The US plans to force passengers to change routes, and potentially redirect entire flights, to make sure they get screened for the Wuhan virus
- US officials unveiled an ambitious plan to make sure anybody flying from Wuhan, China, to the US goes through screening for a virus sweeping the region.
- The plans include a vast "funnel" system to reroute individual fliers - and potentially whole planes - to one of 5 airports screening for the so-called Wuhan virus.
- The virus has killed at least 9 people and infected 440. One case has been confirmed in the US.
- For more stories go to the Business Insider South Africa homepage.
The US is making plans to force passengers from Wuhan, China, to change flights - and even reroute flights entirely if necessary - to ensure they get screened for the coronavirus spreading throughout the Chinese city.
The novel coronavirus, known as 2019-nCoV, has left at least nine people dead and 440 infected, mostly in the central Chinese city of Wuhan.
However, the disease has already spread abroad, with cases in South Korea, Japan, Taiwan, Thailand, and, as of Tuesday, the US.
In a media briefing following the announcement of the US case, Dr. Martin Cetron, the director for the Division of Global Migration and Quarantine at the Centers for Disease Control, outlined a comprehensive "funneling approach" to make sure every traveler from Wuhan makes it to one of five US airports that can screen them.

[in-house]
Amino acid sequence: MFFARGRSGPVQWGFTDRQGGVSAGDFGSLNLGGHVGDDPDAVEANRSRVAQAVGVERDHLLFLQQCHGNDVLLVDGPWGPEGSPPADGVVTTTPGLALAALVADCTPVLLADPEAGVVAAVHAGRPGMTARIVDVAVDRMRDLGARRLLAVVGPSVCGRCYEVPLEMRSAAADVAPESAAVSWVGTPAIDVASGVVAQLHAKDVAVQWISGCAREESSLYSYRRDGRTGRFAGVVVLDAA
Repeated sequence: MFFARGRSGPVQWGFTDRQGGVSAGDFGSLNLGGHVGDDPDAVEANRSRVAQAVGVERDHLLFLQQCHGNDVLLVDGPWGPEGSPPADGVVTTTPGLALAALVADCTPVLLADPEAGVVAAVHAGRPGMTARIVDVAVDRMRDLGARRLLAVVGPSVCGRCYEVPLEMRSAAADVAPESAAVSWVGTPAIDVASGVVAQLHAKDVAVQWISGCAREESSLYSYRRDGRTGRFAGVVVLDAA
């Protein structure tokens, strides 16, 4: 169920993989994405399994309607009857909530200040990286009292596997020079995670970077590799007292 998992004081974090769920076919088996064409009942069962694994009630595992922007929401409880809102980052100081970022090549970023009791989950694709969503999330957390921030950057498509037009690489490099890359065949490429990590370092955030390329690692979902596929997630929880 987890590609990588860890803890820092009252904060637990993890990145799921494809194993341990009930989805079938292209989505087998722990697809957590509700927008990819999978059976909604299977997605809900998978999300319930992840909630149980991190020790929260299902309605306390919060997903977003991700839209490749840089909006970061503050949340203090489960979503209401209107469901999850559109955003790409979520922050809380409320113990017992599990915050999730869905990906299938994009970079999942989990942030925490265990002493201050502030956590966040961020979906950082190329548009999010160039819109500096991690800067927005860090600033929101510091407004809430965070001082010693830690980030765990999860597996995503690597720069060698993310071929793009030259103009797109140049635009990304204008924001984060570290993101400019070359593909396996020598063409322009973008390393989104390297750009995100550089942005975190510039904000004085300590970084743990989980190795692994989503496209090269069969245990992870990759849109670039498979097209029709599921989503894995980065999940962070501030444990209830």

In light of the rapid spread of the virus, Cetron said the CDC had instructed instructing the Department of Homeland Security and the Transportation Department to redirect travelers and keep the US as secure as possible.
The CDC has set up screening procedures for passengers at the three aforementioned airports and plans to set up at the O'Hare International Airport in Chicago, Illinois, and the Hartsfield-Jackson airport in Atlanta, Georgia, later this week.
"With increasing cases, we decided to move into this full-on, 100% coverage strategy, which means adding additional airports and ... begin our funneling approach and redirect all the traffic to airports that have screening so that the benefit of the alert could be more completely covered," Cetron said.
Screening exists already at Los Angeles International Airport, New York's JFK airport, and San Francisco International Airport. It is being added at Atlanta's Hartsfield-Jackson and Chicago's O'Hare airports.
Ordinarily there plenty of ways to get from Wuhan to the US without using those five airports. But, Cetron said, anybody who tries that will find themselves rerouted by US officials.
Cetron described funneling as "a very complex process that involves reissuing tickets and rerouting passengers from all over the globe through connecting indirect flights."
Another possible method, reported by The Washington Post, would be to reroute entire flights to pass via one of the five screening airports.
Per the post:
"For example, if a passenger was originally to fly from Wuhan to Shanghai and then Boston, that flight would most likely be rerouted to JFK for screening, and then proceed to Boston, CDC officials said."
The coronavirus, otherwise dubbed the Wuhan virus, is a respiratory disease in the same viral strain as Middle East respiratory syndrome (MERS) and the severe acute respiratory syndrome (SARS) that also originated in China in the early 2000s.
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